Husbands Who Earn Less Than Their Wives Are Significantly More Likely to Suffer Erectile Dysfunction
Men who earn less than their alpha wives may also be underperforming in the bedroom, according to a new study.
Researchers recently found that husbands who earn less than their wives are more likely to take Viagra and other sex enhancement drugs compared to hubbies who are the main breadwinners.
While researchers do not know exactly why men who earn less than their wives are more likely to take Viagra, they suspect that loss of pride, anger and frustration could play a role in the husband's loss of interest in the bedroom.
The study was conducted in Demark, a socially progressive nation where it is more culturally accepted when husbands stay at home while their wives go to work.
American and Danish researchers analyzed salary and prescriptions data of more than 200,000 married couples.
The findings, published in the journal Personality and Social Psychology Bulletin, revealed that Viagra and other drugs prescribed for impotence or erectile dysfunction were significantly more popular in households in which the woman earned more than the man.
Furthermore, researchers found that this effect existed even in families in which the wife earned a slightly higher salary than the husband.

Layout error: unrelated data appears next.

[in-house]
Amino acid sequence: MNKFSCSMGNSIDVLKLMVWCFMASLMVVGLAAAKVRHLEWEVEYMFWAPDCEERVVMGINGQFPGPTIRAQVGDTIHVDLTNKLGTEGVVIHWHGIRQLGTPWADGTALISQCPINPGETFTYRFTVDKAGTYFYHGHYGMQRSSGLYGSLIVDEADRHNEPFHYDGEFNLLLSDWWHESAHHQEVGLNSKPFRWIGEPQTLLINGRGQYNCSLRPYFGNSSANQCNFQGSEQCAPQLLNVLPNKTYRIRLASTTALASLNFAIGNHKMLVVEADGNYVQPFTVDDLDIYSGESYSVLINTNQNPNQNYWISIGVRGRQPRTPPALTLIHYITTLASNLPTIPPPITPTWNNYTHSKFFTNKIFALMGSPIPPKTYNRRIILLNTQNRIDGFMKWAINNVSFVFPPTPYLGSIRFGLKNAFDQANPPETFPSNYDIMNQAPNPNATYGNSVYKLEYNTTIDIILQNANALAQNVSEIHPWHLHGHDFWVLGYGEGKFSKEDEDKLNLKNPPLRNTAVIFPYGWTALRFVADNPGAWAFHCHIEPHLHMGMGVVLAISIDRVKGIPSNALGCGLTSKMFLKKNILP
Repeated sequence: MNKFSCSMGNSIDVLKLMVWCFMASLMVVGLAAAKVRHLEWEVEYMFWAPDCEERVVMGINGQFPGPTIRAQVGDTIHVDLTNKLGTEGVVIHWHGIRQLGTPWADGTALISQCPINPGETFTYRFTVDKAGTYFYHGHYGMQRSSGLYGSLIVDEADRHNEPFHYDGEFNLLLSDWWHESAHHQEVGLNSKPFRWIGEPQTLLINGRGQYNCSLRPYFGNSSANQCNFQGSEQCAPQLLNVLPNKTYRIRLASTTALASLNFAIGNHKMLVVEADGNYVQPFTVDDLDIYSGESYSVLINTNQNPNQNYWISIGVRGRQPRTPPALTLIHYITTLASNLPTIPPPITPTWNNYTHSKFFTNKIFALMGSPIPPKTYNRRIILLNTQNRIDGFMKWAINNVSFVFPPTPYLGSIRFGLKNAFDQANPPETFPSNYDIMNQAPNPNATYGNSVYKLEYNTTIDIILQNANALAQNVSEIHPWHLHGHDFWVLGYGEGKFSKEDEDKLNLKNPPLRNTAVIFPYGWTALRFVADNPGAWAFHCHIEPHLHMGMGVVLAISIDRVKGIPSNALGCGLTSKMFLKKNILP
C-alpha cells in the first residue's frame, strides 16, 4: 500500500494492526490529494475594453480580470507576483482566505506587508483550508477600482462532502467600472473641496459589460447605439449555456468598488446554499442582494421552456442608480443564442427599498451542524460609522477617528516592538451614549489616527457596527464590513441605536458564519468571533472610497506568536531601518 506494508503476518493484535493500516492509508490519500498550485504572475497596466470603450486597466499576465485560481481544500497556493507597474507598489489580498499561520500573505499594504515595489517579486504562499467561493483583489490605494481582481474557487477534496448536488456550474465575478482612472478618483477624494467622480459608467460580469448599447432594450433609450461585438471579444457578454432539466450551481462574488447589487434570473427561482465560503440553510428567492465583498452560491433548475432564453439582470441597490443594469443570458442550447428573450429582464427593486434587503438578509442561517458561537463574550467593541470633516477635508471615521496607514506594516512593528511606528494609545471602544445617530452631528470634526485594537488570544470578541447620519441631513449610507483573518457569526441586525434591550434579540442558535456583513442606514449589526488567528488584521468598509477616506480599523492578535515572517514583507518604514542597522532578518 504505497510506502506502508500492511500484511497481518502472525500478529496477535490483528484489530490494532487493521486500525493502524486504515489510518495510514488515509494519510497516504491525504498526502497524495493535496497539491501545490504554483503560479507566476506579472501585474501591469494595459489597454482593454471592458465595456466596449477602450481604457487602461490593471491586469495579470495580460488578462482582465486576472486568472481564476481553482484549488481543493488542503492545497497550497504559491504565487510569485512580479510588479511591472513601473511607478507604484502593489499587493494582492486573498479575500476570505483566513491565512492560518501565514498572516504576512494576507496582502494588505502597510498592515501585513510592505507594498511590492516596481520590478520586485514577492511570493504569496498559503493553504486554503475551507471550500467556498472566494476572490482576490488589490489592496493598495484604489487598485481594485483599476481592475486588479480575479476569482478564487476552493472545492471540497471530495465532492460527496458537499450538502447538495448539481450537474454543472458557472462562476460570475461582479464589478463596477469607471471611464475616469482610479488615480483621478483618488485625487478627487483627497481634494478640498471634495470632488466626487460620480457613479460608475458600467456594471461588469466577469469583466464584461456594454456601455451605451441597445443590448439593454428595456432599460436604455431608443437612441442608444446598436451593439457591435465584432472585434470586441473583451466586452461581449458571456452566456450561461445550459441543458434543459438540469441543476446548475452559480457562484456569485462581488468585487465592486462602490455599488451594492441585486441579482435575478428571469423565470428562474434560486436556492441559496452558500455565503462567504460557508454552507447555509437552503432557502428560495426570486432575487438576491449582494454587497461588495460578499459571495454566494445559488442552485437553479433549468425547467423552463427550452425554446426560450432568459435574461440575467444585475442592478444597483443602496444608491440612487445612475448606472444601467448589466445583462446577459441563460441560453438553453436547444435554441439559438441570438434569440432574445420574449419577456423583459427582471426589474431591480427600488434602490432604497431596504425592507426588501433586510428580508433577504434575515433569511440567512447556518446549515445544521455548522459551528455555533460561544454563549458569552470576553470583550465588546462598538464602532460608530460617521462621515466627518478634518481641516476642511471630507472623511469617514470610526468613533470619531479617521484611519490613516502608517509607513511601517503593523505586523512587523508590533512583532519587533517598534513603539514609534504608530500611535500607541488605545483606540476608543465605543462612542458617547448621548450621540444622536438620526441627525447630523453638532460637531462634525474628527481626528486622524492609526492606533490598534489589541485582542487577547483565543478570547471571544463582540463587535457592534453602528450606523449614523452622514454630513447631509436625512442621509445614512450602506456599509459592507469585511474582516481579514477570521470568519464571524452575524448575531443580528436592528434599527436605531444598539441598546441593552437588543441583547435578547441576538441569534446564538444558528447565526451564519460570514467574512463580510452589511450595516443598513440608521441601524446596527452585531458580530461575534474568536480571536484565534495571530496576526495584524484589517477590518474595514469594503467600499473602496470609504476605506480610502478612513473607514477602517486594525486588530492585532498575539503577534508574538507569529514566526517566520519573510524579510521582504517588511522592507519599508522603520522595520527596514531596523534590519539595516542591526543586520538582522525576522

"Even small differences in relative income are associated with large changes in erectile dysfunction medication usage when they shift the marriage from a male to a female breadwinner," researchers wrote in the study.
The study also found that a salary difference of $15,000 or higher in the wife's favor doubled the likelihood of the husband resorting to Viagra.
However, researchers noted that the Viagra phenomenon was not seen in couples in which the woman had always earned more money. Researchers said that the phenomenon was only apparent in couples in which the wife overtook the husband during the course of the relationship.
Researchers say that the findings suggest that loss of pride and psychological pressure may be the primary causes of bedroom problems in men.
"Male sexual desire is linked to cultural and social factors such as patriarchy, money and social networks, potentially causing men to suffer reduced sexual desire or dysfunction when perceiving their traditional provider role to be usurped," researchers wrote. "Anger and frustration can lead to serious sexual problems such as erectile dysfunction."
To support their theory, researchers also found that husbands out-earned by their wives were more likely to take sleeping pills and antidepressants compared to other men. The salary difference didn't just affect the men. The study found that women who earned more than their partners were also more likely to take sleeping pills and anxiety medication.